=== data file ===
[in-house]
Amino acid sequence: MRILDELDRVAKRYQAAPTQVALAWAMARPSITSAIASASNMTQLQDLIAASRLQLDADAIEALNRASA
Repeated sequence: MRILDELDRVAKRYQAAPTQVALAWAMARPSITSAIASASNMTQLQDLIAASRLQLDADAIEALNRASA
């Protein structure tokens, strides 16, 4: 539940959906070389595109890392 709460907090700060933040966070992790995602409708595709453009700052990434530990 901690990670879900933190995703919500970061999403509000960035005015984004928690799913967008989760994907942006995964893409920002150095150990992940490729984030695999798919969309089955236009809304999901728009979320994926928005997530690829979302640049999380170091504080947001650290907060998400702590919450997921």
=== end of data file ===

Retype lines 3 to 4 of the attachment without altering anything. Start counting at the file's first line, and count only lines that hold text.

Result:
Repeated sequence: MRILDELDRVAKRYQAAPTQVALAWAMARPSITSAIASASNMTQLQDLIAASRLQLDADAIEALNRASA
């Protein structure tokens, strides 16, 4: 539940959906070389595109890392 709460907090700060933040966070992790995602409708595709453009700052990434530990 901690990670879900933190995703919500970061999403509000960035005015984004928690799913967008989760994907942006995964893409920002150095150990992940490729984030695999798919969309089955236009809304999901728009979320994926928005997530690829979302640049999380170091504080947001650290907060998400702590919450997921």